Westridge Ends Mask Mandate, Announces Other COVID Protocol Changes


Ella B.

Westridge freshman Fiona Z., Jennifer L., and Cecilia P. hang out maskless outdoors for the first time since the beginning of the pandemic.

On March 9th, Head of School Elizabeth McGregor sent a school-wide email announcing that indoor masking will be “optional, though strongly recommended, in school settings” after having a conversation that same day with Dr. Ying-Ying Goh, head of the Pasadena Public Health Department (PPHD). Indoor and outdoor masking requirements will be lifted on March 14.

The official email Westridge sent out on the morning of March 9th informing Westridge families of their updated COVID protocols. (Westridge School)

The email went on to state that students and employees are still required to have masks on hand for special circumstances; that 3-ply surgical masks are now acceptable along with N95, KN95, and KF94 masks; and that testing for athletes has been reduced from twice to just once a week. These announcements were made three weeks after lifting outdoor masking mandates, the news of which was also delivered to the Westridge community via email. 

These decisions were greatly influenced by state policies and local COVID-related statistics.

California Governor Gavin Newsom issued a statement on February 28th. As California continually adjusts its policies in compliance with the most recent data and science, masking will become optional but strongly recommended on March 11 in most indoor settings.

Ms. McGregor, along with Director of Upper School Gary Baldwin and School Nurse Vicky Trinh—among others—has been meeting with the PPHD on a weekly basis to review different statistics and data gathered from within and outside of school systems. The protocol changes were made after considering a variety of factors, ranging from case rates and test positivity to adult hospitalizations, pediatric hospitalizations, and vaccine rates. 

“A lot of the data has shown that there’s a downward trend [in COVID hospitalizations and cases] and that things are starting to—‘getting better’ is not the phrase that I would use—but things are sort of going back to a more normal state,”  Ms. Trinh said. “We want to start lifting a lot of these mitigations to get back to that state essentially.”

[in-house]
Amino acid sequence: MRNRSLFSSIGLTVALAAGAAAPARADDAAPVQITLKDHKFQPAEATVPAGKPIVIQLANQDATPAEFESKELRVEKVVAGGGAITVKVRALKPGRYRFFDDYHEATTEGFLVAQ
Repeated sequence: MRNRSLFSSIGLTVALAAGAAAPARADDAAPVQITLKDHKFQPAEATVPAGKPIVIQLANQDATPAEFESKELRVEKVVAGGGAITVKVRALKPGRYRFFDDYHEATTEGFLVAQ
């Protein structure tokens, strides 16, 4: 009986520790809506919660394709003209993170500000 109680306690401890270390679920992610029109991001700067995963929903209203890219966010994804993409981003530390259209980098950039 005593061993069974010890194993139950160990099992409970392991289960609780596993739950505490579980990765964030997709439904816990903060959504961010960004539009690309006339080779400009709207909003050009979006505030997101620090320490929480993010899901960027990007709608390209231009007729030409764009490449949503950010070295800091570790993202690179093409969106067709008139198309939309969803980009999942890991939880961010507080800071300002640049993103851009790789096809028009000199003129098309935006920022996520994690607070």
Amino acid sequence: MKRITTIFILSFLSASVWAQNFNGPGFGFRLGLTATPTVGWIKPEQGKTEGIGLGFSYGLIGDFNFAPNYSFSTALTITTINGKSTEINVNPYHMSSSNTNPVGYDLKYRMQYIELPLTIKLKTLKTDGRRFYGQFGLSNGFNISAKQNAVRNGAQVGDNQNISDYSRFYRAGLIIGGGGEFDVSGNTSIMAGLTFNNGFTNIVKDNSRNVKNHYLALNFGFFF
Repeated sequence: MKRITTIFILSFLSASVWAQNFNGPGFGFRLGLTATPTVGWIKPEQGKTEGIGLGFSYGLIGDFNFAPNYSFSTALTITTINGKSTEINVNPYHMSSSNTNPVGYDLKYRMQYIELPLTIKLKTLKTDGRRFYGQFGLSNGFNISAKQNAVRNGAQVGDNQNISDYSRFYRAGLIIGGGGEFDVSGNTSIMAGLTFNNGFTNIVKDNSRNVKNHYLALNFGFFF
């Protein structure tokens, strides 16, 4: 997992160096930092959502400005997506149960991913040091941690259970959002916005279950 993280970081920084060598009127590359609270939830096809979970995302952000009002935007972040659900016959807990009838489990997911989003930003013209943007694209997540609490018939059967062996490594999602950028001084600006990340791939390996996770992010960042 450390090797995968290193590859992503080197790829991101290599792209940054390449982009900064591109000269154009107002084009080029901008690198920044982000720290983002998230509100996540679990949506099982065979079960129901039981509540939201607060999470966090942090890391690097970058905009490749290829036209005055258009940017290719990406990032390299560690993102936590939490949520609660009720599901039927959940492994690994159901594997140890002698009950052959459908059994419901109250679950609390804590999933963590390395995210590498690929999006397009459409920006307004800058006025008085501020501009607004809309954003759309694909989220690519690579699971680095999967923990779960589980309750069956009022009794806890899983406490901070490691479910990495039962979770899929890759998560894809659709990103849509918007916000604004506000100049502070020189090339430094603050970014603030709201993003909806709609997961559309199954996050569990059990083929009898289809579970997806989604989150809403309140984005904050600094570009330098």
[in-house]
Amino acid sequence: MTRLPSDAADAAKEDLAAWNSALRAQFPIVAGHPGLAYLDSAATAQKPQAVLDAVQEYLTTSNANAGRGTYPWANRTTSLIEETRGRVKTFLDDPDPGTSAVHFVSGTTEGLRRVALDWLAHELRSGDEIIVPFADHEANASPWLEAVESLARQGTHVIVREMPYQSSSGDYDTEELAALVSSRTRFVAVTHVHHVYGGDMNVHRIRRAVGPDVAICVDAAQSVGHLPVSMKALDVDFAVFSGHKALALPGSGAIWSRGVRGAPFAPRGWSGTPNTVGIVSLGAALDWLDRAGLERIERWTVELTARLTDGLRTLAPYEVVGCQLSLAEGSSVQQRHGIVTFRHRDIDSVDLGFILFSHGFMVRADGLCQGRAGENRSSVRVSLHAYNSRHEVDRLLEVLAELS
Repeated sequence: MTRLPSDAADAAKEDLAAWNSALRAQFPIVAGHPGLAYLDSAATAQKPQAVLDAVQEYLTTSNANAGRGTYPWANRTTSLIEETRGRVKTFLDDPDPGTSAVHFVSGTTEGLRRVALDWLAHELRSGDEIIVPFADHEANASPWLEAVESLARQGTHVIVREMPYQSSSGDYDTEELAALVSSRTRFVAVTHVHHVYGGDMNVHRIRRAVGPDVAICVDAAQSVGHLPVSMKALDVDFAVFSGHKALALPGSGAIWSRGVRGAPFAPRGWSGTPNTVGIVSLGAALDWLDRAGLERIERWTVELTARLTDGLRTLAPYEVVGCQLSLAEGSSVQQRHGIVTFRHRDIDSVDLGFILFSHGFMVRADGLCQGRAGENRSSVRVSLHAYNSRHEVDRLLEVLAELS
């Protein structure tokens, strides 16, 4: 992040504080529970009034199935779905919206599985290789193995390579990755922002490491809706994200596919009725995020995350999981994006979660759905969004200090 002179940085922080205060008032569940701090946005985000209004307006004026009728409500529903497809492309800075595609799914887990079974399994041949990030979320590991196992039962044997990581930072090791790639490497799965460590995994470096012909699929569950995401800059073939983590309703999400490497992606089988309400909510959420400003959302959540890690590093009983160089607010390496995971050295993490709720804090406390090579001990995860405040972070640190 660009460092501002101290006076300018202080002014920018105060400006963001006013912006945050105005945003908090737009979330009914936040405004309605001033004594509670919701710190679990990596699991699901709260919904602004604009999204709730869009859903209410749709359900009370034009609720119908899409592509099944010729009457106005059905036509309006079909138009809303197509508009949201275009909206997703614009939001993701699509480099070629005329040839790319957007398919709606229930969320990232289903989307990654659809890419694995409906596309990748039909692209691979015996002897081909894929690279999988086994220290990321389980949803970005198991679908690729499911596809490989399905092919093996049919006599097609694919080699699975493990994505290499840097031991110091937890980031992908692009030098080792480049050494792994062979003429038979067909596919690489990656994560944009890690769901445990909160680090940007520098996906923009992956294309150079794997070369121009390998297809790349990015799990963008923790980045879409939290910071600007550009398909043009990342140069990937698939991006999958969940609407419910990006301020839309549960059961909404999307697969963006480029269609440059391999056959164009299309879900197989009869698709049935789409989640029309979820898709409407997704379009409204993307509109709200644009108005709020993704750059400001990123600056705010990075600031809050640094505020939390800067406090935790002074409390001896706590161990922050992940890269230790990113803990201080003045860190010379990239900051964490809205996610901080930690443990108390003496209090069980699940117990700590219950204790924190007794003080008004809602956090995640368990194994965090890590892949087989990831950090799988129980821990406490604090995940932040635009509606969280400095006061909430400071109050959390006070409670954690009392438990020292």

Despite the change, Westridge anticipates that many members of the community will continue to wear masks inside. McGregor noted in her email that “ a vast majority of our students and employees have chosen to continue outdoor masking even after that was made optional last month, and we anticipate that we will see a similar indoor trend.” 

Middle and Upper School Teacher Daniel Perahya will continue to wear his mask indoors. “I figured [the indoor mask decision] was coming since everyone else was doing it. I will definitely be wearing a mask [indoors],” he said.

Reactions to these new changes have been positive, although some community remembers remain cautious.

Upper School History Teacher Jennifer Cutler has been extremely careful throughout the pandemic, so she is asking her students to continue wearing masks in class. “I don’t think it’ll affect me because my students will still be wearing a mask in history class because I asked them to, and they understand my feelings about COVID.” Cutler went on to say, “I understand they are following protocol although I am still fearful of COVID.” 

Upper School History Teacher shows off what she calls her ’emotional support Girl Scout cookies’. She mentioned the cookies will be a source of comfort as Westridge moves to becoming a more maskless campus. (Ella B. )

Meanwhile, many students aren’t opposed to going maskless indoors; their actions will be influenced by the comfort and compliance of those around them.

“It just depends on what everyone else is doing. I’m just going to do what everyone else does. I don’t want to make anyone uncomfortable. If someone else is not wearing [a mask] with me, I will not wear it,” Gio K. ‘24 said.

Christina S. ‘24 echoed similar thoughts. “I’m pretty sure there are students out there that want to take off their masks, but they see that the rest of their class still has their masks on so they’ll feel like they will be socially rejected.”

A few students did not want to go on the record saying they would take off their masks indoors due to fear of public scrutiny or being labeled an ‘anti-masker’. 

On the other hand, some students and faculty are taking advantage of the lifted mandates.

Two signs about wearing masks that will be unimportant soon. (Ella B.)

“I’m really eager to take this mask off [indoors],” said Upper School English Teacher Molly Yurchak. “I want to go back to sort of a freedom of life again.” However, she anticipates holding conversations with her students regarding their comfort levels with unmasking indoors; if any student feels unsafe, she would stay masked. 

“I feel like it’s a good step towards stopping masks. It’s good that they leave us with choices about whether we want to wear it or not,” Josselyn C.’25 said. Though she would not wear masks if sitting outside, she would remain masked if surrounded by a group of more than 25. 

Micah M.-L., a freshman, has been satisfied with the administration’s handling of the pandemic. She said, “I feel very comfortable with how Westridge has handled the COVID situation. I think they’ve handled it well and efficiently and have kept us safe. So because of that, I’m willing to follow what they deem best going forward.”